FIGS. 8A1 to 8A3 and 8B1 to 8B3 are diagrams explanatory of the shapes of a heating area which is heated by the heating laser apparatus used in the residual stress measuring system of this second embodiment.

The heating laser apparatus 200A shown in FIG. 6 is provided with an optical system 202b capable of making irradiation so as to create a linear or divided linear shape as the shape of the heating area C.

FIGS. 8A1, 8A2 and 8A3 show shapes C1, C2 and C3 of the heating area C. FIGS. 8B1, 8B2 and 8B3 show temperature distribution contour lines N1, N2 and N3 for the shapes C1, C2 and C3, respectively, of the heating area C in FIGS. 8A1, 8A2 and 8A3.

In the case where the shape of the heating area C is an isotropic (circular) shape C1 as shown in FIG. 8A1, the temperature distribution is also isotropic as shown in FIG. 8B1, and since this shape undergoes the influence of residual stress in X direction and that in Y direction at a time, the difference (principal stress difference) between the two is displayed.

In the case where the shape of the heating area C is a linear shape C2 as shown in FIG. 8A2, a temperature distribution area in Y direction is narrow and a high temperature area is long in X direction, as shown in FIG. 8B2, so that the residual stress-induced strain in X direction is integrated and consequently the residual stress in X direction can be measured with high accuracy.

Further, in the case where the shape of the heating area C is such a divided linear shape C3 as shown in FIG. 8A3, such a temperature distribution as shown in FIG. 8B3 is obtained and the influence in Y direction is further reduced in the unheated area between the divided lines, thus permitting accurate measurement of the residual stress in X direction. Such a division of a line takes effect also for a strain change quantity induced by residual stress under heating in the same heating volume.

Next, with reference to FIG. 9, a description will be given about a difference (maximum strain difference) between maximum and minimum values of an in-plane strain induced by residual stress in the residual stress measuring system of this embodiment.

FIG. 9 is a diagram explanatory of a difference between maximum and minimum values of an in-plane strain induced by residual stress in the residual stress measuring system of this second embodiment.

It is seen that, in all of the illustrated examples, the difference in question is proportional to residual stress, but that maximum strain difference is larger in the case of the divided linear heating C3 shown in FIG. 8A than in the case of the linear heating C2. Generally, the maximum strain difference based on residual stress depends on the ratio of a change in Young's modulus caused by temperature after heating, so that the higher the temperature, the larger the maximum strain difference. In case of the heating temperature being about 75% of C3, even in the same divided linear heating, C3 exhibits a maximum strain difference about 1.5 times as large as that of C1. On the other hand, the divided linear heating C3 is about 1.25 times or more in maximum strain difference as large as the linear heating C2 despite the same temperature. It can be said that this is an outstanding effect.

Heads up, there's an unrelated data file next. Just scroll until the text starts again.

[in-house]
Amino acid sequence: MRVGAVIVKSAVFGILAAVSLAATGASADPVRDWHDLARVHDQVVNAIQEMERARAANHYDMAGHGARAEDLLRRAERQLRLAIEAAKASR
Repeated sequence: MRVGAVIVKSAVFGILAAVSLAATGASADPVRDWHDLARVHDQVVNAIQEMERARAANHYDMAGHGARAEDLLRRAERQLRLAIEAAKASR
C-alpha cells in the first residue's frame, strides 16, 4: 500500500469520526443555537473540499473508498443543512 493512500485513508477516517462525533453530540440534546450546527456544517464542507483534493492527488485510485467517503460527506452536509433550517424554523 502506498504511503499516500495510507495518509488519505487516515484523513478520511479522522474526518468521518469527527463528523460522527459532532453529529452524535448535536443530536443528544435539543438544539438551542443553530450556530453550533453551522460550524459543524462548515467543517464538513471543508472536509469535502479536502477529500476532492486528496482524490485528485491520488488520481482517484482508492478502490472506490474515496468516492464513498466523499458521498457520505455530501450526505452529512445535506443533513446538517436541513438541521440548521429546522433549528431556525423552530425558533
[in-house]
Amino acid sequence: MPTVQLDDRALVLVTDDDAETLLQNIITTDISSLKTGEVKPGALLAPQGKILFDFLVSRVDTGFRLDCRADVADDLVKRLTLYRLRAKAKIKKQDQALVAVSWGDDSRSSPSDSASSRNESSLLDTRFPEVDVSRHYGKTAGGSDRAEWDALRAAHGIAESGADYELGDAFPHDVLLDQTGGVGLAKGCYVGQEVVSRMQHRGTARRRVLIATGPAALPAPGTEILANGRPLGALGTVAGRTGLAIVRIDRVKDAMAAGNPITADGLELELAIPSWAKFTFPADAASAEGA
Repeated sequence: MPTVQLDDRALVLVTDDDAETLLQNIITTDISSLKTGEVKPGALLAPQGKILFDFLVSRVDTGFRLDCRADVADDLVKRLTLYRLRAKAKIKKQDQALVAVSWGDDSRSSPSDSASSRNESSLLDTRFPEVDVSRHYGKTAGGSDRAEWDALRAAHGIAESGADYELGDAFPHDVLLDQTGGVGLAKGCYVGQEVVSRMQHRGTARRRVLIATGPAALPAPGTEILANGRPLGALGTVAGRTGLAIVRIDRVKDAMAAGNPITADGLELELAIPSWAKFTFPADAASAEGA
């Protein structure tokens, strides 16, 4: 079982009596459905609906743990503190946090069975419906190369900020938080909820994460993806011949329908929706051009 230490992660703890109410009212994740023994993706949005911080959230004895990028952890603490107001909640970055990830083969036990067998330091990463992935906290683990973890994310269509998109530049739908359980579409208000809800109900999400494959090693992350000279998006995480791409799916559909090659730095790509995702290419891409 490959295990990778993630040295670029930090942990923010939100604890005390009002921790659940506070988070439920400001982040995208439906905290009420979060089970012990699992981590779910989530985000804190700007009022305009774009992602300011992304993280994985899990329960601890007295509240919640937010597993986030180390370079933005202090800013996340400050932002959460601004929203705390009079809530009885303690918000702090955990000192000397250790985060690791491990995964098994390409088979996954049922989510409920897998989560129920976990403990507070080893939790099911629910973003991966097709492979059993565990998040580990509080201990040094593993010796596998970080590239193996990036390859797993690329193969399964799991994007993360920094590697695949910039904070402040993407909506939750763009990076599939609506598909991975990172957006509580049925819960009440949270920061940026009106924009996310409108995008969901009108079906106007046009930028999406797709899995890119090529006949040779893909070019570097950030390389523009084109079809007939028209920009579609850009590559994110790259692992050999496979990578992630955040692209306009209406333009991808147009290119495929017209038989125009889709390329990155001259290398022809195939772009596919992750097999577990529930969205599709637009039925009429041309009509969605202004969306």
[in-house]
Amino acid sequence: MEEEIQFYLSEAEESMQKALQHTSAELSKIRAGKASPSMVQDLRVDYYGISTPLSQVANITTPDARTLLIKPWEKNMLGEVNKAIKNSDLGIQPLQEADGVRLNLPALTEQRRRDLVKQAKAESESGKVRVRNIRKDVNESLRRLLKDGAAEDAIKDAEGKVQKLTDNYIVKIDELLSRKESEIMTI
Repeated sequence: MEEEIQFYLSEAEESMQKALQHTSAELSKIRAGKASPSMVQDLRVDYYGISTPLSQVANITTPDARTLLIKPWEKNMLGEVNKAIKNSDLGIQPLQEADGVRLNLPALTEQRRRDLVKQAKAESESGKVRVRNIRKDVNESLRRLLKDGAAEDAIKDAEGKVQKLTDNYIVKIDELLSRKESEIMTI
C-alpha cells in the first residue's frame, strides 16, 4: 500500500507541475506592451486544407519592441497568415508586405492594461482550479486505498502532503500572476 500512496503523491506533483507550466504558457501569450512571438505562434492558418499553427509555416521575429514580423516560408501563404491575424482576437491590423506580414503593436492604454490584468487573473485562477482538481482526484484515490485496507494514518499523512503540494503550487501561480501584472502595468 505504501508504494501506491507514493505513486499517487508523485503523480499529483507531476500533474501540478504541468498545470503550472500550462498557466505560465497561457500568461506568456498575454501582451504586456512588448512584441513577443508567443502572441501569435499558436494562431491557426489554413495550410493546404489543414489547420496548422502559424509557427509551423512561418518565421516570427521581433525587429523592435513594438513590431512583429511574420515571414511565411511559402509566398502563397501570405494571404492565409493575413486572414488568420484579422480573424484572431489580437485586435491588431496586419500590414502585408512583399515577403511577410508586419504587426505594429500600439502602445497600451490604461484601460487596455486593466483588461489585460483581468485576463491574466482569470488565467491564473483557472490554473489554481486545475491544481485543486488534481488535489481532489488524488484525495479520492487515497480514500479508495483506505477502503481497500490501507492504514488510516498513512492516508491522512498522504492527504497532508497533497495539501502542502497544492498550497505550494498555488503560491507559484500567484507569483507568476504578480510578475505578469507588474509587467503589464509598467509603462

Although, in this embodiment, strain is measured by the Shearography method to determine residual stress for linear heating and divided linear heating, the above effect can be obtained also by the adoption of ESPI or any other laser interferometry.

Now, with reference to FIG. 10, the following description is provided about a residual stress measuring method using the residual stress measuring system according to the present invention.

FIG. 10 is a flow chart showing residual stress measuring steps in the residual stress measuring method using the residual stress measuring system according to the present invention.

First, in step S05, the temperature measuring device 500 starts measuring the temperature of the inspection area B.

Next, in step S10, the laser interferometer 100A irradiates the inspection area B with laser light for interferometry, then in step S20A, interferometry is performed and a first speckle pattern image of the inspection area is photographed.

Then, in step S30, the controller 300 drives the leaser laser apparatus 200A with such an output as permits heating the heating area C up to a predetermined temperature within a predetermined time. At this time, the heating temperature is determined in such a manner that the resulting elastic deformation falls under a range not larger than a yield stress by making reference to data of the yield stress which is determined by the material of the object A to be inspected.